AP Psych – Duez LEARNING TARGETS - Chapter 4 "Sensation & Perception" 1.

Psychophysics: Basic Concepts and Issues How is stimulus intensity related to absolute thresholds? How does Just Noticeable Difference JND fit with Weber/Fechner's Laws? Central Idea of signal-detection? Practical significance of subliminal perception, sensory adaptation, and possible evolutionary significance?

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Psychophysicists use a variety of methods to relate sensory inputs to subjective perception. They have found that absolute thresholds are not really absolute. Weber's law states that the size of a JND is a constant proportion of the size of the initial stimulus. Fechner's law states that larger and larger increases in stimulus intensity are required to produce JND in the magnitude of sensation.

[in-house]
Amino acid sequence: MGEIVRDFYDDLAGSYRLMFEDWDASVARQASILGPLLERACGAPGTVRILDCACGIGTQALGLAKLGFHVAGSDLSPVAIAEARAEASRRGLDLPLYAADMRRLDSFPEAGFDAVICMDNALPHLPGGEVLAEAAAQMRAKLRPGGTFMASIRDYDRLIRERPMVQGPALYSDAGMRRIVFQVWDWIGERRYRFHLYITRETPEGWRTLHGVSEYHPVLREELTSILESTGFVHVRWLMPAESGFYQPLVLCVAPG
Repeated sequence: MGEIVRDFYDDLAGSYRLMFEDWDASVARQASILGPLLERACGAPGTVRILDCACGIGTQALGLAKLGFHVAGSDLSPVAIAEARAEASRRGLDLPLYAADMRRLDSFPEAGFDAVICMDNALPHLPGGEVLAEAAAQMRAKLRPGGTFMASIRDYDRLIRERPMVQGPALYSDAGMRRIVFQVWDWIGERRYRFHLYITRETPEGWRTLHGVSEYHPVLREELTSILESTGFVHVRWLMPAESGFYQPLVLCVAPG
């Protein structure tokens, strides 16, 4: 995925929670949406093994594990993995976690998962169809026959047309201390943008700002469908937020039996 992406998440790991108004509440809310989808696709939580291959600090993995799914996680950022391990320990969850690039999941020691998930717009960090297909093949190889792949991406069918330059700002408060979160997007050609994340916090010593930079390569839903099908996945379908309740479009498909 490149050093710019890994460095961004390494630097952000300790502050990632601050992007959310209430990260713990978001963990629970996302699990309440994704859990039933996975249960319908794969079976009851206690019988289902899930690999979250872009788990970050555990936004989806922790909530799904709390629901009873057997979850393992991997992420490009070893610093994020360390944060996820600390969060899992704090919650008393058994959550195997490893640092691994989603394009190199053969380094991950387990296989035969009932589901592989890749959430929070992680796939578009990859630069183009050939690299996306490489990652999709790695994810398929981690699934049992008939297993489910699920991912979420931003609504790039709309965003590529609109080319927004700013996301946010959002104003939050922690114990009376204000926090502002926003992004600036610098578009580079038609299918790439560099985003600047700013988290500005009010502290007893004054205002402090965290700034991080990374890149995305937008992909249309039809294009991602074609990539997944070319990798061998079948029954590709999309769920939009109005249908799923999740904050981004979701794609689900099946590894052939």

Signal-detection theory = the detection of sensory inputs is influenced by noise in the system & by decisionmaking strategies. It replaces Fechner's sharp threshold w/ detect ability & emphasizes that factors besides stimulus intensity influence detect ability. 2. Our Sense of Sight: The Visual System What are the three properties of light? What do the lens, pupil, rods and cones do? How do visual receptive fields function? How are visual signals routed from the eye to the primary cortex?